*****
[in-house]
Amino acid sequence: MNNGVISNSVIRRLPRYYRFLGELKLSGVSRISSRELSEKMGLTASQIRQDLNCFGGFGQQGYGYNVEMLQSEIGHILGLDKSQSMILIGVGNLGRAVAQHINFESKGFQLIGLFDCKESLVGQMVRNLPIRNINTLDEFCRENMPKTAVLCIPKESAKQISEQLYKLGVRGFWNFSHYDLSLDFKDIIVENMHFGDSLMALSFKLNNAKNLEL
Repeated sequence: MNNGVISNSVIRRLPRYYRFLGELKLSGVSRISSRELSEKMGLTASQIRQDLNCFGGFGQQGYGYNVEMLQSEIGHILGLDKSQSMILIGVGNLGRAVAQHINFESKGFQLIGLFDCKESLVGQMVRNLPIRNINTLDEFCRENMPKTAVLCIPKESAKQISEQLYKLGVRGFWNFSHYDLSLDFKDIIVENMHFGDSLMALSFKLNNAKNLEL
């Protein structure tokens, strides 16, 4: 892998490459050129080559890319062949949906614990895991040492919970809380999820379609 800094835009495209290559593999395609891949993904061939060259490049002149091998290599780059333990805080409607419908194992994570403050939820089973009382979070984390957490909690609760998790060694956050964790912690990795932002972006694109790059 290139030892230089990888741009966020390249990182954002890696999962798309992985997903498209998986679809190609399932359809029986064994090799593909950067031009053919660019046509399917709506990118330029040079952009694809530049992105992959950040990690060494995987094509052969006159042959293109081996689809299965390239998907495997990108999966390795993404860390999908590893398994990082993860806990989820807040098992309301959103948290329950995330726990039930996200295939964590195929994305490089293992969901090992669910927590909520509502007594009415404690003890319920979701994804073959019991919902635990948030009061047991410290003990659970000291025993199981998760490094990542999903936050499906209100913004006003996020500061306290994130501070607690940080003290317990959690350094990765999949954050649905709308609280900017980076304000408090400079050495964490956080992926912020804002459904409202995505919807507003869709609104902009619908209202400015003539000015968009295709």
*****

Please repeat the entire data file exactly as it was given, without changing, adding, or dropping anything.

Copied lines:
[in-house]
Amino acid sequence: MNNGVISNSVIRRLPRYYRFLGELKLSGVSRISSRELSEKMGLTASQIRQDLNCFGGFGQQGYGYNVEMLQSEIGHILGLDKSQSMILIGVGNLGRAVAQHINFESKGFQLIGLFDCKESLVGQMVRNLPIRNINTLDEFCRENMPKTAVLCIPKESAKQISEQLYKLGVRGFWNFSHYDLSLDFKDIIVENMHFGDSLMALSFKLNNAKNLEL
Repeated sequence: MNNGVISNSVIRRLPRYYRFLGELKLSGVSRISSRELSEKMGLTASQIRQDLNCFGGFGQQGYGYNVEMLQSEIGHILGLDKSQSMILIGVGNLGRAVAQHINFESKGFQLIGLFDCKESLVGQMVRNLPIRNINTLDEFCRENMPKTAVLCIPKESAKQISEQLYKLGVRGFWNFSHYDLSLDFKDIIVENMHFGDSLMALSFKLNNAKNLEL
């Protein structure tokens, strides 16, 4: 892998490459050129080559890319062949949906614990895991040492919970809380999820379609 800094835009495209290559593999395609891949993904061939060259490049002149091998290599780059333990805080409607419908194992994570403050939820089973009382979070984390957490909690609760998790060694956050964790912690990795932002972006694109790059 290139030892230089990888741009966020390249990182954002890696999962798309992985997903498209998986679809190609399932359809029986064994090799593909950067031009053919660019046509399917709506990118330029040079952009694809530049992105992959950040990690060494995987094509052969006159042959293109081996689809299965390239998907495997990108999966390795993404860390999908590893398994990082993860806990989820807040098992309301959103948290329950995330726990039930996200295939964590195929994305490089293992969901090992669910927590909520509502007594009415404690003890319920979701994804073959019991919902635990948030009061047991410290003990659970000291025993199981998760490094990542999903936050499906209100913004006003996020500061306290994130501070607690940080003290317990959690350094990765999949954050649905709308609280900017980076304000408090400079050495964490956080992926912020804002459904409202995505919807507003869709609104902009619908209202400015003539000015968009295709």